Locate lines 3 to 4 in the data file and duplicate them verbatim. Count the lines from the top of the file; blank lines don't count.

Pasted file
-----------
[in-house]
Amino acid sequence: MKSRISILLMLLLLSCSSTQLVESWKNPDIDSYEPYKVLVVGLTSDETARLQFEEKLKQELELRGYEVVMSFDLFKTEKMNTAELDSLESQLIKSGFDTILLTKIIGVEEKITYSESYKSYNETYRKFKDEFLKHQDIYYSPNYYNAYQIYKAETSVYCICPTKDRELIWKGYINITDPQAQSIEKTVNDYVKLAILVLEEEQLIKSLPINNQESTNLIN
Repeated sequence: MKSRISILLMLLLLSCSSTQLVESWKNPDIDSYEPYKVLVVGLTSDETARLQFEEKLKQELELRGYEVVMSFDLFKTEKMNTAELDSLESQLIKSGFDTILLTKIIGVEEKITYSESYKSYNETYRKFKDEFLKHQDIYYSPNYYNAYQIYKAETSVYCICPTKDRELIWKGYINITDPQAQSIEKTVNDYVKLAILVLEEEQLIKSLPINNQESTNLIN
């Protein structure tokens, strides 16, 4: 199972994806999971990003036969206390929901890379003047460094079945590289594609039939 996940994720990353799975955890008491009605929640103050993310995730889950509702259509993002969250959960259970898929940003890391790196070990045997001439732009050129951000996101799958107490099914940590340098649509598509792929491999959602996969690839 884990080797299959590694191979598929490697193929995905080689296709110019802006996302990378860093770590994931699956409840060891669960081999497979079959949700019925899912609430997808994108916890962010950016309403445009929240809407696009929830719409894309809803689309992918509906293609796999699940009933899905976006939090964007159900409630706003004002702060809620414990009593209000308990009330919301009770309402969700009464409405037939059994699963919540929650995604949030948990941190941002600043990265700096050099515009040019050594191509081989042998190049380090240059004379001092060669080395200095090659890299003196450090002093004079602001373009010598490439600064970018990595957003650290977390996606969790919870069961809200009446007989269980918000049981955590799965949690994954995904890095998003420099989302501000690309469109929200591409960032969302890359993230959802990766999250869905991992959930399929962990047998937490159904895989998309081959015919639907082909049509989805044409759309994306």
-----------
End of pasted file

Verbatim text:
Repeated sequence: MKSRISILLMLLLLSCSSTQLVESWKNPDIDSYEPYKVLVVGLTSDETARLQFEEKLKQELELRGYEVVMSFDLFKTEKMNTAELDSLESQLIKSGFDTILLTKIIGVEEKITYSESYKSYNETYRKFKDEFLKHQDIYYSPNYYNAYQIYKAETSVYCICPTKDRELIWKGYINITDPQAQSIEKTVNDYVKLAILVLEEEQLIKSLPINNQESTNLIN
């Protein structure tokens, strides 16, 4: 199972994806999971990003036969206390929901890379003047460094079945590289594609039939 996940994720990353799975955890008491009605929640103050993310995730889950509702259509993002969250959960259970898929940003890391790196070990045997001439732009050129951000996101799958107490099914940590340098649509598509792929491999959602996969690839 884990080797299959590694191979598929490697193929995905080689296709110019802006996302990378860093770590994931699956409840060891669960081999497979079959949700019925899912609430997808994108916890962010950016309403445009929240809407696009929830719409894309809803689309992918509906293609796999699940009933899905976006939090964007159900409630706003004002702060809620414990009593209000308990009330919301009770309402969700009464409405037939059994699963919540929650995604949030948990941190941002600043990265700096050099515009040019050594191509081989042998190049380090240059004379001092060669080395200095090659890299003196450090002093004079602001373009010598490439600064970018990595957003650290977390996606969790919870069961809200009446007989269980918000049981955590799965949690994954995904890095998003420099989302501000690309469109929200591409960032969302890359993230959802990766999250869905991992959930399929962990047998937490159904895989998309081959015919639907082909049509989805044409759309994306």